Vote online at: Voting starts June 29th and ends at midnight July 17.

Everyone who votes is entered into a drawing to

win a $250 gift card!

No purchase necessary. Must be a resident of Ohio, Kentucky or Indiana who is 18 years or older to enter. Deadline to enter is 7/17/11 at 11:59 p.m. Winner will be selected randomly. One sweepstakes entry per person. For a complete list of rules go to: communitychoice or visit The Enquirer Customer Service Center, 312 Elm Street, Cincinnati, OH 45202 during regular business hours.


Bethel Journal

July 14, 2011


Family a blessing in time of need

Donate to the Starfish Foundation It is time to consider making a contribution to The Starfish Foundation, which benefits abused and neglected children in Clermont County. The Starfish Foundation was formed to make a difference in the lives of abused and neglected children involved with Clermont County Children’s Services in the memory of the late John E. McManus who served as the director of Clermont County Job and Family Services up until his unexpected death in 1996. To continue his compassion for making a difference in the lives of the children in Clermont County, the foundation was initiated and has been successful in keeping McManus’s legacy alive. The foundation is asking for help in making a difference in the lives of children who have been abused or neglected. Donations will go directly to needy children involved with Clermont County Children’s Services. Contributions in the past assisted with many children being able to have those extra items that we take for granted such as extra eye glasses, graduation expenses, summer camp and sports fees or other items that make life a little more bearable. Please consider contributing by participating as golf team or being a sponsor. Also raffle donations are needed. Your donation will make a difference. If you have any questions, call 732-8850.

food with them. They have their plate full between both of their Mothers having heath problems. We are so fortunate with our wonderful family. We had a meeting with the surgeon’s gal today. She changed the bandage. We will go back Thursday. Deb got a wheelchair at the church and at the hospital Ruth Ann got a walker and other items she needs. We were blessed on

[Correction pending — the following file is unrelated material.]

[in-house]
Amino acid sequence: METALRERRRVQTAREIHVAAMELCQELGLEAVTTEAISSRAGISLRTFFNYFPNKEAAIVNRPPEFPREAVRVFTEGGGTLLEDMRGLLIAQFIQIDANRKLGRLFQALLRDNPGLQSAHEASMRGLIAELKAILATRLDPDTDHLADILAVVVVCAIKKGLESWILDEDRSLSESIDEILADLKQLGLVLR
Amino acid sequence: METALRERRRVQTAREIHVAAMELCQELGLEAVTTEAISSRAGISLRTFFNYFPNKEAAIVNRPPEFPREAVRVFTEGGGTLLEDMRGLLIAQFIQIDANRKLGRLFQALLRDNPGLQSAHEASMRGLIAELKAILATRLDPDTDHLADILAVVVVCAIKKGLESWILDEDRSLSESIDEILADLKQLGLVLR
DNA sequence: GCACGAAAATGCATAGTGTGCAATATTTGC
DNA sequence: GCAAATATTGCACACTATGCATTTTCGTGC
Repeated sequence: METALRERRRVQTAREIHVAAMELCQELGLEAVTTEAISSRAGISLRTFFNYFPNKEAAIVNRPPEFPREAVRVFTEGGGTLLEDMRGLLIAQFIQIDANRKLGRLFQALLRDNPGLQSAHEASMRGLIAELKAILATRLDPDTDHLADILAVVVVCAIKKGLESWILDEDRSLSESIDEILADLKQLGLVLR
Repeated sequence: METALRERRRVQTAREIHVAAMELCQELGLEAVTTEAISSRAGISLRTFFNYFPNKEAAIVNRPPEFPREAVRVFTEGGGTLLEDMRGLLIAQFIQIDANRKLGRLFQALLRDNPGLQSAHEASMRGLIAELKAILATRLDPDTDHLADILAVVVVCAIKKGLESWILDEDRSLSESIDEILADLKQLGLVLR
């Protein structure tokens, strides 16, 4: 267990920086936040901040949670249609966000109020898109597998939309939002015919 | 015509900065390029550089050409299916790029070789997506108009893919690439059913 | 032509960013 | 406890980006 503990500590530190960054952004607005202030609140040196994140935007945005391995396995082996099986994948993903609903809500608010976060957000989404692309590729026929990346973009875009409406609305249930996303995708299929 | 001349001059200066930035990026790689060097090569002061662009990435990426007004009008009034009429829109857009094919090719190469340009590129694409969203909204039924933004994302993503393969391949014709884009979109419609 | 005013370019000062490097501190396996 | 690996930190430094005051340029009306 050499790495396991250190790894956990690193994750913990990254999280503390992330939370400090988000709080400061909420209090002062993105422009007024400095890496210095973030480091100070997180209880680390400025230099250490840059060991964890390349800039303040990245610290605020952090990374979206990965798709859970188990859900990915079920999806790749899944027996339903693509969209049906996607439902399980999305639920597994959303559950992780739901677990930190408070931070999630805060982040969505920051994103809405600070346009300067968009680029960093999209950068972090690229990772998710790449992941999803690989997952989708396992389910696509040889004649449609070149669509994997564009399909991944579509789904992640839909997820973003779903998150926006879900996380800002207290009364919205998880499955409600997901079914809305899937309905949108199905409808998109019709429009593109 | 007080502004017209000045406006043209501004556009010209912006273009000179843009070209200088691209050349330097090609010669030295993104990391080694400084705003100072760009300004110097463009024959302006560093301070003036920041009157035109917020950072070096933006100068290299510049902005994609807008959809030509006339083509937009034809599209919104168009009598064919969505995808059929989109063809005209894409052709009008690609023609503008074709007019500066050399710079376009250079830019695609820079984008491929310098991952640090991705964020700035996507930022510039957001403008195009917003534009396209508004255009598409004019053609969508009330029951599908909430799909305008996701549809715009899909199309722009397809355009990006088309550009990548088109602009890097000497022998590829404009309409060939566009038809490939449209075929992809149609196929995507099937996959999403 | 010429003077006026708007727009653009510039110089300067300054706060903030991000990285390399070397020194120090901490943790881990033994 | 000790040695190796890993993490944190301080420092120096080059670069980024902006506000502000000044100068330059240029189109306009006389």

Monday evening to have a neighbor bring supper to us and they also ate with us. What a blessing to have neighbors like this. Now you may wonder who is taking care of this gal. Well now Nurse George is doing this. The nursing homes are fine, but for Ruth Ann’s needs, I can take care of her. When Ruth Ann had other surgeries I always brought her home now we have nurses coming a few

times each week, we thank the Good Lord for his protection. I called the Boar’s Head Bait Shop at Afton. Mike said the fishing is still good. The crappie and bass are going to deeper water, the temperature of the lake is in the 80s. The garden is doing good, whatever the deer will let alone of course. The raised beds are fenced and this helps. With the wet

weather the big garden has been so wet. The raised beds will dry out and at some time will need to be watered. So this fall we will build five more raised beds, so we can control the amount of rain. During heavy rain I can cover. Them that will help. We have planted 18 blueberry plants and more black raspberries. We have eight plants so we got eight quarts of berries.

Start your week by going to the George church of Rooks your choice and praise Ole the Good Fisherman Lord. God bless all. More later. George Rooks is a retired park ranger. Rooks served for 28 years with the last five as manager of East Fork State Park.






Saint Mary Church,Bethel

All Saints Lutheran Church 445 Craig Road Mt. Carmel, Ohio 45244 513-528-0412

3398 Ohio SR 125 Phone 734-4041

509 Roney Lane Cincinnati Ohio 45244 T: 513.528.3200 E:

Services: Sunday Worship 10:30 AM - Children’s Church Wednesday Worship 7:00 PM - Rangers and Girl’s Ministry Friday 24 hour prayer 6:00 PM

RIVER OF LIFE Assembly of God 1793 U.S. 52, Moscow, Ohio 45153 Pastor: Ralph Ollendick Sun. Contemporary Service SS -9:45am,Worship 11:00am Wed.- Informal Biblestudy 7-8pm

Rev. Michael Leshney, Pastor Saturday Mass – 5:00 PM Sunday Mass – 10:30 AM

Saint Peter Church

1192 Bethel-New Richmond Rd New Richmond, Ohio 45157 Phone 553-3267 Rev. Michael Leshney, Pastor

Saturday Mass - 5:00 PM Sunday Masses – 8:30 & 11:00

Come Experience The Presence of the Lord In Our Services



FIRST BAPTIST CHURCH OF MT REPOSE 6088 Branch Hill-Guinea Pike Ken Slaughter, Pastor

Sunday School 9:45am - Worship 11am (nursery provided) Sunday Evening Service 6pm-Youth 6pm 513-575-1121 MONUMENTS BAPTIST CHURCH

2831 State Route 222 Mark Pence, Pastor 513-313-2401 Sunday School....9:30AM Sunday Worship....10:45AM Childrens Church & Nursery Avail Wednesday Prayer Service & Youth Meeting....7:00PM Nursery & Children’s Activities


Sunday School 10am; Morning Worship 11am; Sunday Evening Service 6pm; Wednesday Eve. Prayer Service & Bible Study, 7:00pm

Reaching the Heart of Clermont County

FIRST BAPTIST CHURCH OF GOSHEN 1828 Woodville Pike • 625-5512 Pastor Junior V. Pitman Sunday School – 10:00am Morning Worship – 11:00am Prayer Time – 5:30pm Sunday Evening – 6:00pm WED. Prayer & Bible Study – 7:00pm Nursery provided for all services

FIRST BAPTIST CHURCH OF FELICITY 212 Prather Rd. Felicity, OH Pastor: Chad Blevins 876-2565

Sunday School Sunday Worship Sunday Eve. Childrens Mission Sunday Eve. Adult Discipleship Sunday Eve. Worship Wed. Eve. Adult Bible Study

CHURCH OF CHRIST GLEN ESTE CHURCH OF CHRIST 937 Old State Route 74 (Behind Meijer) 513-753-8223

Sunday Worship: 8:30 & 10:30am Bible Study: 9:30am & 6:00pm Youth Groups: 6:00pm


A fellowship where God changes people for life. Come visit us! 2545 Highway 50 Owensville, OH 45160 513-732-2324 Sunday School 9:00am Childrens Church 10:00am Worship 10:00am

9:45am 10:45am 6:00pm 6:00pm 7:00pm 7:00pm